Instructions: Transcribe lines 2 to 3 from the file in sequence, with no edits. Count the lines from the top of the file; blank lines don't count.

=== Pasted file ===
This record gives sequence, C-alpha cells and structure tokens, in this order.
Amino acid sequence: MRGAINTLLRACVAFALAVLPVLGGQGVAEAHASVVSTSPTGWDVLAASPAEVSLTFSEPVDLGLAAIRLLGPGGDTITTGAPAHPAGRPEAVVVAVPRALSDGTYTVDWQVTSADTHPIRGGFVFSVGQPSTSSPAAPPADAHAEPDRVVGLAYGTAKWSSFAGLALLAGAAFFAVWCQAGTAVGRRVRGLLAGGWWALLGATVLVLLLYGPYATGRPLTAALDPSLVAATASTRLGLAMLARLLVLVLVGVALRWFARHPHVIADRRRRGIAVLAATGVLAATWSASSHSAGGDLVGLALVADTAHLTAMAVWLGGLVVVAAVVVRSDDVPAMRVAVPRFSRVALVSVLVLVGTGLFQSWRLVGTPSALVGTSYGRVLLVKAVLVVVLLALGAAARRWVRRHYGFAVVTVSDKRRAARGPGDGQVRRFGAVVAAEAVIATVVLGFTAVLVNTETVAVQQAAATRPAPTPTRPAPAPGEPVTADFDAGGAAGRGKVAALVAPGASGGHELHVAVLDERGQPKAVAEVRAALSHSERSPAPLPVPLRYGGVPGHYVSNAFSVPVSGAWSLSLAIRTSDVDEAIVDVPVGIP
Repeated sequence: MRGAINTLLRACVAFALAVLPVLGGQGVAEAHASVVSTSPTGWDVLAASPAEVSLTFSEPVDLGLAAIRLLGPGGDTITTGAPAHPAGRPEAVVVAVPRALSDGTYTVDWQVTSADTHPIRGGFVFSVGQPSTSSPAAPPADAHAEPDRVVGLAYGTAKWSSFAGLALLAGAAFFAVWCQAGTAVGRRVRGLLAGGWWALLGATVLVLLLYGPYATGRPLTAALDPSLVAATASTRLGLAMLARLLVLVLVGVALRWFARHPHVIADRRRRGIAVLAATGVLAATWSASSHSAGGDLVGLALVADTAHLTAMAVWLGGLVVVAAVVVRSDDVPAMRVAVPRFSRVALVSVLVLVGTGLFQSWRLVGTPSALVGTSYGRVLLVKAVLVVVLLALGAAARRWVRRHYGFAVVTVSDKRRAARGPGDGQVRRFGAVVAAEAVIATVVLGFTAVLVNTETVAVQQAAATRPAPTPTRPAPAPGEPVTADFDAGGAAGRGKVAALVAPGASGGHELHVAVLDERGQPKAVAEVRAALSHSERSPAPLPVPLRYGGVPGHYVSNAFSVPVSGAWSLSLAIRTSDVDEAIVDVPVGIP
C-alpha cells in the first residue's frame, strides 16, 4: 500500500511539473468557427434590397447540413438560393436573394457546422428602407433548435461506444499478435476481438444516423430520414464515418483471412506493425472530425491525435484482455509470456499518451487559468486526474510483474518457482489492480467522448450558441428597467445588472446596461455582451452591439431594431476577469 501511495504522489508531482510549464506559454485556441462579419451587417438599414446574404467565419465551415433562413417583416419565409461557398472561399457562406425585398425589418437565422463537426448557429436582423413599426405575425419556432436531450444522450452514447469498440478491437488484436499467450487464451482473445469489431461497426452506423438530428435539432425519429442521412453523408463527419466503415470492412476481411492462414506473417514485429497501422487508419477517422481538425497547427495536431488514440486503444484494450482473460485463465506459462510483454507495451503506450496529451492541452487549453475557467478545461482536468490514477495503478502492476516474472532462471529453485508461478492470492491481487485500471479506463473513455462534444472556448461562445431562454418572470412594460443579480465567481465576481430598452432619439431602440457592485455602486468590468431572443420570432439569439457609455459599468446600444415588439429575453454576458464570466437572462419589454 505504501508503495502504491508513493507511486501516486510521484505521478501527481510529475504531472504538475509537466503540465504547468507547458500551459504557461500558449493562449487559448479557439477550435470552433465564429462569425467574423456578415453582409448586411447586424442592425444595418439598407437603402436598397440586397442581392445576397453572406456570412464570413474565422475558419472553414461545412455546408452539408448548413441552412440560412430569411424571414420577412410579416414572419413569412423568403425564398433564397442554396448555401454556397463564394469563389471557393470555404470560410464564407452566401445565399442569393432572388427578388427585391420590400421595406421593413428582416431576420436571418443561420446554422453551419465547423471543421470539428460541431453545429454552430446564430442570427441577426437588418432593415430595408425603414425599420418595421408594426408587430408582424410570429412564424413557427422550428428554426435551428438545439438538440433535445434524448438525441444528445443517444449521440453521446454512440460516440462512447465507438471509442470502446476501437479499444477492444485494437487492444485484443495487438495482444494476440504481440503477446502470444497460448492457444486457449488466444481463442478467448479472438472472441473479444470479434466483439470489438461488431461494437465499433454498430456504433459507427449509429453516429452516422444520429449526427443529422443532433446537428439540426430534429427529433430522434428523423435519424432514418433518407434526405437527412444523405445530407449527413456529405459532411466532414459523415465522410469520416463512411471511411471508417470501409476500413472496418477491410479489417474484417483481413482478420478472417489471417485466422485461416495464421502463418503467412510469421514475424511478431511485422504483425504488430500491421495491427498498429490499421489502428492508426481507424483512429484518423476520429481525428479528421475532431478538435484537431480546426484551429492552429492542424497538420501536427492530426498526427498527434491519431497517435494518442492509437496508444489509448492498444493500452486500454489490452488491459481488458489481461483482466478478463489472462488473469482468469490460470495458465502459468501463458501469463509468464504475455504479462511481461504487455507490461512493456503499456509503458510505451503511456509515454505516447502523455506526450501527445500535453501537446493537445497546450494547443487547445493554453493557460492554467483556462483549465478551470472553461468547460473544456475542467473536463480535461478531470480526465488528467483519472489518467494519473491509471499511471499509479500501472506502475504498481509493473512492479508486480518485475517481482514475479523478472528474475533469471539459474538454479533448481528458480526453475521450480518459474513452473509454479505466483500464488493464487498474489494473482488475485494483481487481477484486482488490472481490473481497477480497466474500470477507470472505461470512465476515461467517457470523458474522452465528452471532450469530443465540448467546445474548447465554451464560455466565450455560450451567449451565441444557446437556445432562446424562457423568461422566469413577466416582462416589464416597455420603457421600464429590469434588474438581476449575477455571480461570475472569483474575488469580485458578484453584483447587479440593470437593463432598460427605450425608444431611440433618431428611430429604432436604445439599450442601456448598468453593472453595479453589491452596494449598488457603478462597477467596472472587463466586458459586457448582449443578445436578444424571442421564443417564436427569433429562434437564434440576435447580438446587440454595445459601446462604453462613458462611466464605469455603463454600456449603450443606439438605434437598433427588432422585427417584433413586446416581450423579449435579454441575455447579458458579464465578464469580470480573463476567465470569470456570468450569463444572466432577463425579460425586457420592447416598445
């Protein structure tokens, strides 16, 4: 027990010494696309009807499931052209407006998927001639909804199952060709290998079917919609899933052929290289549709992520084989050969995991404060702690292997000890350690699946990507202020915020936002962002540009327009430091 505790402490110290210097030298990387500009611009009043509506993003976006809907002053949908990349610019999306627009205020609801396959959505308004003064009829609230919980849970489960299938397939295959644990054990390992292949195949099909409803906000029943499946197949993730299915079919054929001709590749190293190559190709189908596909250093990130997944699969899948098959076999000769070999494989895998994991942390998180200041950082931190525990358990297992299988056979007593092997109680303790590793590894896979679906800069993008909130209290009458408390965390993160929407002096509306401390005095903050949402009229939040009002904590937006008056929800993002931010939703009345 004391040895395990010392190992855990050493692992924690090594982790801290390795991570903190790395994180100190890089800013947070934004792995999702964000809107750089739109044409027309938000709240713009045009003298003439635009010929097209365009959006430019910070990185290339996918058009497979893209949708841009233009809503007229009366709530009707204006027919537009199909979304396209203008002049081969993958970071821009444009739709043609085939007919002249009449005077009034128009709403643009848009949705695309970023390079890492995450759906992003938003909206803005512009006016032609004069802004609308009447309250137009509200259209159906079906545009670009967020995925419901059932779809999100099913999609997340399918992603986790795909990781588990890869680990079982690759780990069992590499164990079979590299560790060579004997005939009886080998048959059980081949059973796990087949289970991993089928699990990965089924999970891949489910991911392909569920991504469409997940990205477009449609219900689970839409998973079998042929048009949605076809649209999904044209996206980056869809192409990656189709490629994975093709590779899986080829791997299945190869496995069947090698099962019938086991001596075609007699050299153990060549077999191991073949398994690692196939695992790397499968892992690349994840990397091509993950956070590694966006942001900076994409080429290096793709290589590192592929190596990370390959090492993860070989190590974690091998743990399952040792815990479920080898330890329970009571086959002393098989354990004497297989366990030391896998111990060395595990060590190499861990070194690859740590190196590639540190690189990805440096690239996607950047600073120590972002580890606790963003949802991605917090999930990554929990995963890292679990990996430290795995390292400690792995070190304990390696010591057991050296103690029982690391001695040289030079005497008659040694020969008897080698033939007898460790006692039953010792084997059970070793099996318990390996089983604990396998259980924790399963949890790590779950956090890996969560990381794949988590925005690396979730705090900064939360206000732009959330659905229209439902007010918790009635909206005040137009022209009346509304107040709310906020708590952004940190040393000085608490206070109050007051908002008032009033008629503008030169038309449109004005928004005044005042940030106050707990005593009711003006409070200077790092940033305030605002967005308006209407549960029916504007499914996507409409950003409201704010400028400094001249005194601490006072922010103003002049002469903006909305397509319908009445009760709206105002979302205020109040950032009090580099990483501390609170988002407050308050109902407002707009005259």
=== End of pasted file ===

Amino acid sequence: MRGAINTLLRACVAFALAVLPVLGGQGVAEAHASVVSTSPTGWDVLAASPAEVSLTFSEPVDLGLAAIRLLGPGGDTITTGAPAHPAGRPEAVVVAVPRALSDGTYTVDWQVTSADTHPIRGGFVFSVGQPSTSSPAAPPADAHAEPDRVVGLAYGTAKWSSFAGLALLAGAAFFAVWCQAGTAVGRRVRGLLAGGWWALLGATVLVLLLYGPYATGRPLTAALDPSLVAATASTRLGLAMLARLLVLVLVGVALRWFARHPHVIADRRRRGIAVLAATGVLAATWSASSHSAGGDLVGLALVADTAHLTAMAVWLGGLVVVAAVVVRSDDVPAMRVAVPRFSRVALVSVLVLVGTGLFQSWRLVGTPSALVGTSYGRVLLVKAVLVVVLLALGAAARRWVRRHYGFAVVTVSDKRRAARGPGDGQVRRFGAVVAAEAVIATVVLGFTAVLVNTETVAVQQAAATRPAPTPTRPAPAPGEPVTADFDAGGAAGRGKVAALVAPGASGGHELHVAVLDERGQPKAVAEVRAALSHSERSPAPLPVPLRYGGVPGHYVSNAFSVPVSGAWSLSLAIRTSDVDEAIVDVPVGIP
Repeated sequence: MRGAINTLLRACVAFALAVLPVLGGQGVAEAHASVVSTSPTGWDVLAASPAEVSLTFSEPVDLGLAAIRLLGPGGDTITTGAPAHPAGRPEAVVVAVPRALSDGTYTVDWQVTSADTHPIRGGFVFSVGQPSTSSPAAPPADAHAEPDRVVGLAYGTAKWSSFAGLALLAGAAFFAVWCQAGTAVGRRVRGLLAGGWWALLGATVLVLLLYGPYATGRPLTAALDPSLVAATASTRLGLAMLARLLVLVLVGVALRWFARHPHVIADRRRRGIAVLAATGVLAATWSASSHSAGGDLVGLALVADTAHLTAMAVWLGGLVVVAAVVVRSDDVPAMRVAVPRFSRVALVSVLVLVGTGLFQSWRLVGTPSALVGTSYGRVLLVKAVLVVVLLALGAAARRWVRRHYGFAVVTVSDKRRAARGPGDGQVRRFGAVVAAEAVIATVVLGFTAVLVNTETVAVQQAAATRPAPTPTRPAPAPGEPVTADFDAGGAAGRGKVAALVAPGASGGHELHVAVLDERGQPKAVAEVRAALSHSERSPAPLPVPLRYGGVPGHYVSNAFSVPVSGAWSLSLAIRTSDVDEAIVDVPVGIP